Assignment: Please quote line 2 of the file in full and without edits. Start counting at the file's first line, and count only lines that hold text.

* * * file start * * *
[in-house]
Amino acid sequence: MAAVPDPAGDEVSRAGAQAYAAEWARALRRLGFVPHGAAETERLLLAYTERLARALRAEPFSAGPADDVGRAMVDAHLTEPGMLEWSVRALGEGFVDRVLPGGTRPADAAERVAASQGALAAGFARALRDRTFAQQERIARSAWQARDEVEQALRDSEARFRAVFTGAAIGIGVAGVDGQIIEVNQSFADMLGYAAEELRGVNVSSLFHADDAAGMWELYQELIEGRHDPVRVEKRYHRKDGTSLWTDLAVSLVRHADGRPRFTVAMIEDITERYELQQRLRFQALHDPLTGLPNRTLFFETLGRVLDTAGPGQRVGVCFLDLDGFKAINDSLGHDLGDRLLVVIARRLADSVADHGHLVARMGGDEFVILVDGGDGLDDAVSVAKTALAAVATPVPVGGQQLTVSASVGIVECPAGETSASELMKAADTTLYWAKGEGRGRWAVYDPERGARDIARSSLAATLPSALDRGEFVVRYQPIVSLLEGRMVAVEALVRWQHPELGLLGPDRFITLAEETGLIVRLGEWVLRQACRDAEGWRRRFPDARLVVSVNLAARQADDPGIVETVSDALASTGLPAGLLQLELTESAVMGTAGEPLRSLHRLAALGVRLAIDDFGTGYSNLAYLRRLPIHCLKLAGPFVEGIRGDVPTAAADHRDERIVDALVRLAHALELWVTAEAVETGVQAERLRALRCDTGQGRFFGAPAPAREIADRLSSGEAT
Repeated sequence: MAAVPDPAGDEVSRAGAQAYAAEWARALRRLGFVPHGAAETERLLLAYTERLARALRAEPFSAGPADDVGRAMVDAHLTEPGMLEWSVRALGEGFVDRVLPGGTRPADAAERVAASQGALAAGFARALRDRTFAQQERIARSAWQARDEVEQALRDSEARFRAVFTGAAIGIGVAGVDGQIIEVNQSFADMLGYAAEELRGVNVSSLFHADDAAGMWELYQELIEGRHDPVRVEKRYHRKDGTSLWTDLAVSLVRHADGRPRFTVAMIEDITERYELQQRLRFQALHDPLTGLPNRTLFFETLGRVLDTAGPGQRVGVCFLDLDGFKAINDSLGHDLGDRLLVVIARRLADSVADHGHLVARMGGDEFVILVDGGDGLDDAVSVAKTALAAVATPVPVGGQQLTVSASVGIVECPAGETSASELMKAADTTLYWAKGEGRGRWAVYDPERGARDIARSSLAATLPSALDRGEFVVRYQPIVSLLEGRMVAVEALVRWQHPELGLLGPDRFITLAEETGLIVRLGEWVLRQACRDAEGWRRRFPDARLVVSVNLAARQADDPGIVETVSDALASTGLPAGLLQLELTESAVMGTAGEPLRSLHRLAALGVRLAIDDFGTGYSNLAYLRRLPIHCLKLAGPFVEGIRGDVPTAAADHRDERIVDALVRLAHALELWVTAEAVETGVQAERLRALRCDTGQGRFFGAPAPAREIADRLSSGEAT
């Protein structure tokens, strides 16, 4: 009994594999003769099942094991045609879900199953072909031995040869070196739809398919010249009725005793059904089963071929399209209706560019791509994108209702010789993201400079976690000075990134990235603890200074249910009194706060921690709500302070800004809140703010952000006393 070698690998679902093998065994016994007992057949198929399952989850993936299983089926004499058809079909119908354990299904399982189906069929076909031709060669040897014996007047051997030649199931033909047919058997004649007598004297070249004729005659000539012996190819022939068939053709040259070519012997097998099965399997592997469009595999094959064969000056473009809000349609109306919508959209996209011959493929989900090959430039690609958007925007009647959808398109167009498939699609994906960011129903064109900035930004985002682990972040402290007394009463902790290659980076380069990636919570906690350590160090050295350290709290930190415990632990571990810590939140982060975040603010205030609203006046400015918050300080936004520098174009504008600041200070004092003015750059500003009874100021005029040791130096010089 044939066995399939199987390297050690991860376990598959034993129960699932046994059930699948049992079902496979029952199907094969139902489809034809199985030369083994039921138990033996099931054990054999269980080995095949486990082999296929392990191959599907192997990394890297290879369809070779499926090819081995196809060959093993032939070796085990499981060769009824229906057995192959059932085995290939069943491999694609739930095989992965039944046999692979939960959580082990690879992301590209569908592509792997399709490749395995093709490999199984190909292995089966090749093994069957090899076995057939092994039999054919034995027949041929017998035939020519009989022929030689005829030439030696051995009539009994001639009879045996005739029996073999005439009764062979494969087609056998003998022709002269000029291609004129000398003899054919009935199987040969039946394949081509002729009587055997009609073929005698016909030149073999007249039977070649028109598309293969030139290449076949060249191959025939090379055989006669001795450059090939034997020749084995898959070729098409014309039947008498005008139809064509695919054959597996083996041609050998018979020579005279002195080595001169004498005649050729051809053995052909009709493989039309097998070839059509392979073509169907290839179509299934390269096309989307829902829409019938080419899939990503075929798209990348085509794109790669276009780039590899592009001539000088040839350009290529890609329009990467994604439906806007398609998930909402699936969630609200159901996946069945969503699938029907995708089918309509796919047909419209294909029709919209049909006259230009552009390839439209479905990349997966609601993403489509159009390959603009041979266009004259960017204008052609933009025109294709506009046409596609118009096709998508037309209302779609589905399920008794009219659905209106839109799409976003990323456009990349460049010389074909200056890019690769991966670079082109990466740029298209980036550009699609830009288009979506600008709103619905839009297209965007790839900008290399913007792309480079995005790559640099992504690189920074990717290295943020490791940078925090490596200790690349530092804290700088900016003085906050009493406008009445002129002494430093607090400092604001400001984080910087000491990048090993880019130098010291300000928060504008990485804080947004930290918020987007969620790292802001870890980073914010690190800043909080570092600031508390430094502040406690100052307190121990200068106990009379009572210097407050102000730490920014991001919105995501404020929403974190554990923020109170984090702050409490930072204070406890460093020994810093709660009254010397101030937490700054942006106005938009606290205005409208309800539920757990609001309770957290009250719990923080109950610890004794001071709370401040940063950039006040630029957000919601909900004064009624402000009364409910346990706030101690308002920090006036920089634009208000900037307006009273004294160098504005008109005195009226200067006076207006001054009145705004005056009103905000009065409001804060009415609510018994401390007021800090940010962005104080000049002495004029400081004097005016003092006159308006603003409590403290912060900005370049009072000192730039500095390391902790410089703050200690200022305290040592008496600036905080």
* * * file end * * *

Amino acid sequence: MAAVPDPAGDEVSRAGAQAYAAEWARALRRLGFVPHGAAETERLLLAYTERLARALRAEPFSAGPADDVGRAMVDAHLTEPGMLEWSVRALGEGFVDRVLPGGTRPADAAERVAASQGALAAGFARALRDRTFAQQERIARSAWQARDEVEQALRDSEARFRAVFTGAAIGIGVAGVDGQIIEVNQSFADMLGYAAEELRGVNVSSLFHADDAAGMWELYQELIEGRHDPVRVEKRYHRKDGTSLWTDLAVSLVRHADGRPRFTVAMIEDITERYELQQRLRFQALHDPLTGLPNRTLFFETLGRVLDTAGPGQRVGVCFLDLDGFKAINDSLGHDLGDRLLVVIARRLADSVADHGHLVARMGGDEFVILVDGGDGLDDAVSVAKTALAAVATPVPVGGQQLTVSASVGIVECPAGETSASELMKAADTTLYWAKGEGRGRWAVYDPERGARDIARSSLAATLPSALDRGEFVVRYQPIVSLLEGRMVAVEALVRWQHPELGLLGPDRFITLAEETGLIVRLGEWVLRQACRDAEGWRRRFPDARLVVSVNLAARQADDPGIVETVSDALASTGLPAGLLQLELTESAVMGTAGEPLRSLHRLAALGVRLAIDDFGTGYSNLAYLRRLPIHCLKLAGPFVEGIRGDVPTAAADHRDERIVDALVRLAHALELWVTAEAVETGVQAERLRALRCDTGQGRFFGAPAPAREIADRLSSGEAT